Thursday, June 13, 2013

Recipe: guinea pig salad (aka how to make your guinea pig extremely happy) and what to feed a guinea pig

cavy diet/guinea pig diet
Dr F's guinea pig salad: possibly the easiest recipe in the entire universe (unless you count frozen oranges).


(Really, you needn't stick to this list. The concept is just to combine a few of your guinea pig's favourite vegies, but you could substitute in any Asian greens, celery (esp celery tops), spinach, brussel sprouts, broccoli, cabbage, capsicum, mint etc.)

I used:
- Corn (on the cob, with the husk still on)
- Carrots (I used around 1/3)
- An apple (I only use around 1/4 at a time and only feed them this as an occasional treat, as apples are acidic and eating too many can cause cheilitis)
- Continental parsley (you can use traditional parsley if you like but my boars like the flatter leaves...)
- Coriander
- Boy Choy
- Basil 

NB Guinea pigs have different dietary preferences, usually established in the first few weeks of their lives. Adult guinea pigs are neophobic, ie they tend to avoid trying new  foods. For example, my boars won't touch tomatoes or brussel sprouts (I can't blame them when it comes to the brussel sprouts).


There is not much to this: 
1) Rinse vegies to remove any pesticide residue.
2) Just take a little of each and put it in or on a vessel of some kind. 
NEVER cut the stalks off as they love eating these - so its a waste of good food. It just ends up looking like leaves in a bowl.
cavy diet/ guinea pig diet
The finished product. 


You can see from the reception that my boars, Randy and Radike Samo, enjoyed the meal. They're a little camera shy so I didn't wait to take too many photos of them eating, but the plate was empty when I returned two hours later.
Randy and Radike Samo enjoy guinea pig salad.

A word on fibre

Guinea pigs are herbivores adapted to survive entirely on plant material, and require a high fibre diet. (They're a bit similar to horses in that they have a huge caecum designed for digesting fibre - this becomes important when anaesthetising guinea pigs, as when you lie them flat on the table the caecum can compress the lungs - so elevate their little thoracic cavities relative to their abdomens).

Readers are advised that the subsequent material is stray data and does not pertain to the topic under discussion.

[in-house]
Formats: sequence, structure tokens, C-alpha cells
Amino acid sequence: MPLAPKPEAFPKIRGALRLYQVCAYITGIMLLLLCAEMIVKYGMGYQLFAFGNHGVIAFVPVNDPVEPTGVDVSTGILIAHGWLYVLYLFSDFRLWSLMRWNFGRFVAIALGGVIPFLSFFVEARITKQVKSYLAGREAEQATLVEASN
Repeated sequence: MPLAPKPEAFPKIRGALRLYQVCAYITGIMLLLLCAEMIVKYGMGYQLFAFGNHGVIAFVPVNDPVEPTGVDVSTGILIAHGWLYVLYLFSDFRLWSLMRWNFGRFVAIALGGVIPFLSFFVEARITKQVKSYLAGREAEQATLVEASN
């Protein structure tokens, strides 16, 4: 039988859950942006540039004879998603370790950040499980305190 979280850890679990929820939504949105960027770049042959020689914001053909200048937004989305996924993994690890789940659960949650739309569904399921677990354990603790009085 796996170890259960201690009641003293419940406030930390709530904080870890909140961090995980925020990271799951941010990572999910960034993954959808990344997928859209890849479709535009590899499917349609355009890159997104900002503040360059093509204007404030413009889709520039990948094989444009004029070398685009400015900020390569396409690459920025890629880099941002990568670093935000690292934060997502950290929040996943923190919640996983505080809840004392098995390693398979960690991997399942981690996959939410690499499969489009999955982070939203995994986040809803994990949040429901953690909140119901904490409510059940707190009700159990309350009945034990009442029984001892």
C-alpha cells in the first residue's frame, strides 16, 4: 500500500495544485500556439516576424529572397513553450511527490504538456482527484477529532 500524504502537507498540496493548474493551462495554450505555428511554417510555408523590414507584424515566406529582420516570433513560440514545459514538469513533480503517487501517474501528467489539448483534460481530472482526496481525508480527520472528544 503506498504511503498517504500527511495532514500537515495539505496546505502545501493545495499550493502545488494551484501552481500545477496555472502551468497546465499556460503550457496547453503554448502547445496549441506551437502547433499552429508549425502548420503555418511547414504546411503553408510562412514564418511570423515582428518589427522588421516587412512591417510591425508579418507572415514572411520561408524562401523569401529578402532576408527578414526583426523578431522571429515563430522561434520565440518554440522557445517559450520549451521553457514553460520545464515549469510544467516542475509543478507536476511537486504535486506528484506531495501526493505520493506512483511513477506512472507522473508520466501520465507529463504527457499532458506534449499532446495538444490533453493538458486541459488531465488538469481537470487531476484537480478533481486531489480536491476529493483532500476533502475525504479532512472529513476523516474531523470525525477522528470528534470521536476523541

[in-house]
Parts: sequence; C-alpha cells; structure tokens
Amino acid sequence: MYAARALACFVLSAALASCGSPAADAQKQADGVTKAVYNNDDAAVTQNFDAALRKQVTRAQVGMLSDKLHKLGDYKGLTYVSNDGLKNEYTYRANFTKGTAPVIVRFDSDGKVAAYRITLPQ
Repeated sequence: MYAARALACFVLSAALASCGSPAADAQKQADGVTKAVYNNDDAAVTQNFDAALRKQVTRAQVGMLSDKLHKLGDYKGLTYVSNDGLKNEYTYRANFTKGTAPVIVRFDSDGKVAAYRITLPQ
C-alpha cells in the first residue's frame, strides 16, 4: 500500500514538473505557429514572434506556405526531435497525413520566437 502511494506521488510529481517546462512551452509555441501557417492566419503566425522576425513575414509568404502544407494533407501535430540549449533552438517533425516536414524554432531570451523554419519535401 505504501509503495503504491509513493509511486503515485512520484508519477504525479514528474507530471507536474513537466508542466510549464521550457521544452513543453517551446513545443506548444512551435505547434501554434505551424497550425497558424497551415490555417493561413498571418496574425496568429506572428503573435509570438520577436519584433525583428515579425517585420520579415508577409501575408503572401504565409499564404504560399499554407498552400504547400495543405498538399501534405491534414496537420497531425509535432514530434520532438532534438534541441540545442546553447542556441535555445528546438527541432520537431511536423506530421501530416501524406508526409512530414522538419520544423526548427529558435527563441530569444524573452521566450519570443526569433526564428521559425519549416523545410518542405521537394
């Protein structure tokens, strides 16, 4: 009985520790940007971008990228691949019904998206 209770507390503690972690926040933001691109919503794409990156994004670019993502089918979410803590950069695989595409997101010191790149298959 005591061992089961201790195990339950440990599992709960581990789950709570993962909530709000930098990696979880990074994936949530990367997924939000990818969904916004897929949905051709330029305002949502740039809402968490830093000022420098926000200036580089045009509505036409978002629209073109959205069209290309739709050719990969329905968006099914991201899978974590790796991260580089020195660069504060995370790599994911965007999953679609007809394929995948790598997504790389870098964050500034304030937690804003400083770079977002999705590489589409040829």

GP teeth grow continuously but are worn down by hay. Good quality hays include timothy hay, meadow hay, oaten hay, rye grass. Oxbow supply excellent timothy hay as well as a lot of other good quality foods (such as pellets and Critical Care formula for sick cavies).

cavy in hay

Is it true they need vitamin C?

Yes. Apparently humans, apes and guinea pigs are all prone to vitamin C deficiency as we can't produce our own. Its why humans deprived of fruit and vegies develop scurvy. If you provide fresh vegies daily to your guinea pig you should more than cover the vitamin C requirement - provided it is in good health.

BUT...pregnant guinea pigs have a higher requirement (20-30mg/kg vitamin C per day compared to the normal 10mg/kg) and sick guinea pigs require even more. (Its one reason why I use Ribena to administer any medications to guinea pigs - they like the taste but its a good source of Vitamin C).

And why does my guinea pig eat poo?

Glad you asked...but this is one dirty habit you don't want your guinea pig to kick. They practice coprophagy, eating around 40 per cent of their faecal pellets - this aids digestion and helps maintain a healthy population of gut flora. Mostly guinea pigs just turn around and grab the next caecotroph from their bottom - which is why we don't use Elizabethan collars in guinea pigs. It stops them eating caeocotrophs (as does obesity - portly guinea pigs can't reach their rear end).

Normally this is not an issue - guinea pigs will go right ahead and do this so you don't need to include any poo in the guinea pig salad. Phew.

If you want to know more about feeding guinea pigs, there is much to learn...I've written on the topic at length in Critters USA Magazine which you can visit here.

The truth is that most health problems in guinea pigs stem from a poor diet - so if you feed them well and keep them in a suitable environment they tend to keep healthy.